It’s hard to overestimate the impact a movie like Boys Don’t Cry can have over time: not only for giving voice to a vital social movement, but for putting a very human face on it. Hilary Swank vanquished a very crowded field to win the Best Actress Oscar, and the film itself spoke to the harsh realities facing the LGBT community in ways that more timid mainstream efforts couldn’t. Thanks to the human garbage heap in the White House, its message is still horrifyingly pertinent today. Boys Don’t Cry opened today in 1999.
The other “pedigree” picture opening today is The Last Picture Show, Peter Bogdanovich’s bittersweet portrait of a small Texas town in the process of shriveling up and blowing away. It was nominated for a slew of Oscars, and Cloris Leachman brought home the Best Supporting Actress award for her turn as an adulterous housewife. It opened today in 1971.
For better or worse, John Rambo became the symbol of the jingoistic ideals of the Reagan-era, which is why it’s surprising how good his first onscreen appearance actually was. The original First Blood was written as a condemnation of our treatment Vietnam War veterans. Stallone infuses it with a tad too much righteous victimhood, but the central message is powerful and delivered with a lot more panache than the sledgehammer wielded by its sequels. First Blood opened today in 1982.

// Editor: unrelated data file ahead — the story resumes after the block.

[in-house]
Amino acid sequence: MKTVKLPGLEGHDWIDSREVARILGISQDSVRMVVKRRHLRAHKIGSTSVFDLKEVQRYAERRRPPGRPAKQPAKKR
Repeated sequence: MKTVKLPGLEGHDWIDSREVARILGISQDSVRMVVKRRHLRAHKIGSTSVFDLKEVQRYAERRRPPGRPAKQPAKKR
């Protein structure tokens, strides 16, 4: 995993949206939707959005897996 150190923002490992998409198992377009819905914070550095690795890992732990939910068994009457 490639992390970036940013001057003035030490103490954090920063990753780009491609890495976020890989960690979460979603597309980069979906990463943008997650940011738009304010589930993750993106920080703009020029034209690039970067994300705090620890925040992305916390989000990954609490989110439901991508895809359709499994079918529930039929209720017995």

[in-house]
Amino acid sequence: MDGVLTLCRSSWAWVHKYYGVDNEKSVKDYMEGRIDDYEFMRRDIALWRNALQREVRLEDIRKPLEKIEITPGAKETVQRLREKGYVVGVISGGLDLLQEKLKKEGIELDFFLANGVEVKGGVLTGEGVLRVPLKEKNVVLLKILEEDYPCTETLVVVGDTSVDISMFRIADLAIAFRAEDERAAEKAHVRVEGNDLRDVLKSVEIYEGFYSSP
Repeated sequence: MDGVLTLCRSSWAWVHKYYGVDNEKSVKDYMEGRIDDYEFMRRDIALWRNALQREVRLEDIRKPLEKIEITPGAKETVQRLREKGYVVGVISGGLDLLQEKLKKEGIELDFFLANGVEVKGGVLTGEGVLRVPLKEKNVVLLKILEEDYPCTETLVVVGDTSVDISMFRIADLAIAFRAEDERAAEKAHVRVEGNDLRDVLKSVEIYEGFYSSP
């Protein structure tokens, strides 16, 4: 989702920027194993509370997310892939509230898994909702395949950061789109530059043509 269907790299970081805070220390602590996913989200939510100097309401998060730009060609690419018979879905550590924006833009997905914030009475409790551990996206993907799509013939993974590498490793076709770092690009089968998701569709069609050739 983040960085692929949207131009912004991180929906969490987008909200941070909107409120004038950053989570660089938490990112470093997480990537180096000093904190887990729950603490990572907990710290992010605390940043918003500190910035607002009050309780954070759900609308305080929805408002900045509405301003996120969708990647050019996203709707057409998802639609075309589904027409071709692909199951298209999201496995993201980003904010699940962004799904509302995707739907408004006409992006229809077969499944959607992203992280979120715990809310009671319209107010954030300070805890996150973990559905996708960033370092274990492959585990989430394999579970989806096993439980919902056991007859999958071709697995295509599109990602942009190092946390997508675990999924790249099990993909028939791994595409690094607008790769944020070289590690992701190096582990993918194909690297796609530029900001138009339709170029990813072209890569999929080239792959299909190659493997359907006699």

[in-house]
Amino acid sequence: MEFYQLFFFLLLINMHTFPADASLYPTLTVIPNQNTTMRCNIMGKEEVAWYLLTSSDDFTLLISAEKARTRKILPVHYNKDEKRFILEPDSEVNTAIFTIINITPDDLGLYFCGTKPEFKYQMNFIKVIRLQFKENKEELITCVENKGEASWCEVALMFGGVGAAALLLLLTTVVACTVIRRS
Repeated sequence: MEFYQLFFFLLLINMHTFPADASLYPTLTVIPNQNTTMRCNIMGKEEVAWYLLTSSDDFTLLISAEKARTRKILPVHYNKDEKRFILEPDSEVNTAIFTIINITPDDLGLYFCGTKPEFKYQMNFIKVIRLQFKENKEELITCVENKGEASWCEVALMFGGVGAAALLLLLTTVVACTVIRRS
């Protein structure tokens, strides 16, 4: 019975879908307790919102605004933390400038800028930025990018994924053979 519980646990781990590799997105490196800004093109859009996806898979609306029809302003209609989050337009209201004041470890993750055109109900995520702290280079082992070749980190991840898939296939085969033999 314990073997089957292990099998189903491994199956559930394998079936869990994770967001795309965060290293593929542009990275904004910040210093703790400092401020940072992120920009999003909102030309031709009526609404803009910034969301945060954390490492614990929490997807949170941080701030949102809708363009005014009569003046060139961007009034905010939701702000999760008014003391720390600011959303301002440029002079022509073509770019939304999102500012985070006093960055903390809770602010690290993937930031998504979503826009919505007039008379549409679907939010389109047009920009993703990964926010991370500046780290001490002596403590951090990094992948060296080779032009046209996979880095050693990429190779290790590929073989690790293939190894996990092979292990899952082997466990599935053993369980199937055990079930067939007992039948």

That same day saw the release of a genuine oddity worth celebrating during the spooky season. It’s Halloween III: Season of the Witch, the only film in the series not to center around Michael Myers. It arose from the notion that the Halloween franchise should be an anthology, with a new spooky tale every outing. The result was a genuinely bizarre concept involving robots, Stonehenge, and an inexplicably popular series of masks with a nasty surprise lurking in wait. The film bombed when it was first released, but has since earned a cult following, and any fan of cinematic weirdness owes it to themselves to give it a look. It opened today in 1982.
We’ll close with The Grudge, the very popular English-language remake to the J-horror classic that’s earned itself a little respect. Critically maligned on release, it’s since become a touchstone for horror movies of the era, and while it can’t match the original, it taught a whole generation of wide-eyed kids why they should be afraid of the dark. It opened today in 2004.